Thursday, January 14, 2016

ALZHEIMER'S -IS THIS THE LONG GOODBYE ?


ALZHEIMER'S-IS THIS THE LONG GOODBYE?

My best friend's mother just passed away after suffering from Alzheimer's for the last several years. As she sat by her mom's bed for the last week watching her fade away, I could not help but wonder what it will be like for my mom when her time arrives. As I received the news, uncontrollable tears began to run down my face. I knew a great deal of the sorrow that I was feeling was connected to my own personal grief.

At the Alzheimer's support group I have been attending for the last four years, my group leader has been telling me that I was in a grieving process. The first time she said this to me, I responded that I was not, because my mom was not dying. Now I understand all too much.

It's funny because just the other day one of mom's nurses reassured me, with delight in her voice, that my mom was doing great. She shared with me how blessed my mom was and that she'll be around for quite a while. After hanging up the phone my thoughts and feelings ran rampant.

Yes, I understand that I am lucky to still have my mom, yet I also know how much more Alzheimer's can rob from her. Just thinking of how much worse she could become, as her disease progresses, leaves me feeling nauseous and sick to my stomach.

I must confess, that at moments throughout the years, knowing that there is no cure, I have wished that my mom could just close her eyes and go to sleep. I know that if she understood or could see what was happening to her, she would also wish for the same.

Today, I am in mourning for my best friend's mom and maybe also grieving for mine. For now I know that I must express what I am feeling to free myself from these haunting thoughts. Maybe for my mother and our family this will be a long goodbye. Whatever it is I need to get back into the space of being grateful.

I have been in Florida this month with my husband to hopefully spend some quality time with mom. If I can see her smile, hold her hand and hear her say she loves me, I will be able to come from a place of feeling thankful.

Mom has not only inspired me for the last 13 years, she has also become my hero, and for that I consider myself one lucky lady!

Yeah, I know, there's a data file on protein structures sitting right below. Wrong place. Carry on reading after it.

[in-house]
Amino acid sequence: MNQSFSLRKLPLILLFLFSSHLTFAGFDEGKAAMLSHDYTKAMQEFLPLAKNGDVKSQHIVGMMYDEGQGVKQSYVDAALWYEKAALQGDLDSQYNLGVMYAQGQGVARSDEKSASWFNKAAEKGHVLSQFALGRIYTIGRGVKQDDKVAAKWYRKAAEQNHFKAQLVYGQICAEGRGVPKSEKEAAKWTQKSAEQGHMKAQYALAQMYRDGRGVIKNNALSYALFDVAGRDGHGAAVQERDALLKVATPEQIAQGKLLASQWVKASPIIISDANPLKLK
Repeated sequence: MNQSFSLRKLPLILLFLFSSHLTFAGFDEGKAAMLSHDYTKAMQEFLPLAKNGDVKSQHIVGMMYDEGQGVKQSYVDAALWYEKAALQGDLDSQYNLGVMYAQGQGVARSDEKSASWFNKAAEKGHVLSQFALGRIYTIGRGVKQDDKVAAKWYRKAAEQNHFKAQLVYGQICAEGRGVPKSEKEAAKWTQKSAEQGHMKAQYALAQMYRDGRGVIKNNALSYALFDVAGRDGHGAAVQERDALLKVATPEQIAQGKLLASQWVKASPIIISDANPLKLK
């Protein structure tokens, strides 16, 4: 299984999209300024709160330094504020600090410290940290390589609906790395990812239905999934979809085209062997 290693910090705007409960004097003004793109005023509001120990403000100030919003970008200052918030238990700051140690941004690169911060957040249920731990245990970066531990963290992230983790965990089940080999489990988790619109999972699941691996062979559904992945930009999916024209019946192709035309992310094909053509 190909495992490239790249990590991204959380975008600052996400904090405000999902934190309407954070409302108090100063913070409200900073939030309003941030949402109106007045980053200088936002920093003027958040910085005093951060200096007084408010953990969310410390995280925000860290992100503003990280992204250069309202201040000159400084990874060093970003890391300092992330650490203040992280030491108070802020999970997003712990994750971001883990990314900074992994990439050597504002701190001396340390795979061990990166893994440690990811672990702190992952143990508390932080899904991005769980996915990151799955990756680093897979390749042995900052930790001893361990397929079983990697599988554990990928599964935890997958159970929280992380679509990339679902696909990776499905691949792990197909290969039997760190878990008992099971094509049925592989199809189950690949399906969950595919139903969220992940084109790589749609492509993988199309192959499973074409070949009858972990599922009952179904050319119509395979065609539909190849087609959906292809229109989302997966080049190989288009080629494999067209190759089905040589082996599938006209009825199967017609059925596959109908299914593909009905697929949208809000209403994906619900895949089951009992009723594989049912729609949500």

10 comments:

  1. Lisa, I've been telling my sister that my father, whose body seems so strong and indestructible, will outlive us all. And of course the irony is that when he still had more of his "marbles," he said that he'd rather die than be so dependent... I have a friend who had said that she'd rather commit suicide, but now she doesn't have the ability, and she's also demented...
    But a sharp mind and weak body isn't a better combination... old age, not easy.

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    1. ....and my mom said the other day that she is "too young to die"!

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    2. She still has her spirit, which is great.

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  2. It made me tear up reading what you wrote. The difficult part is that demensia/Alzheimer sufferer had it worst especially if they're immobile like my Mum. When we came home after a week's stay and taught about pallative care at home, Mum was crying when she saw us around her -- my younger sister and her two daufhters. It's heartbreaking and agonizing to see how much she wanted ro tell her but she couldn't. I just keep praying for her that she has the will to speak and say what's on her mind and that she has peace in her heart and mind.

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    1. I'm so sorry about your mum. Do you think that your mum might need to be on some sort of medication? She might be depressed and cannot express it. I will keep you all in my prayers. Lisa

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  3. Hi Lisa
    Your post brought so many memories back to me and tears to my eyes. You have the ability to put into words what we all think. I want you to know that just because we think it ,it does not make us care less. I gave a talk in November about being a caregiver for 12 years that my Mom had the disease and I told the group that it will be the hardest thing in life that you do but it will also be the most rewarding. We are there doing whatever needs to be done without asking just like our parents did for us. You are loving your Mom unconditionly and creating that bond that will never be broken whether she realizes it today or in the after life she will be forever grateful to you for your care and love. The hardest part of of this disease is that with all your heart- you miss someone who is sitting right in front of you.
    Big hugs to both you and your Mom
    Carol

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  4. Carol you somehow manage to say most of what I feel. Thank you so much for reaching out to me . I 💜 hearing from you . Much hugs, Lisa

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  5. It's like you've written what I think. For years I didn't realize I was grieving my mom, she's physically still here but completely non verbal for a few years now. I attended a seminar on grieving and it rang so very true that I grieve my mom constantly and it's a process.

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    1. Thanks Morgan. I find that somehow can express what many of us think about. I hope that in some ways it "comforts" you. Lisa

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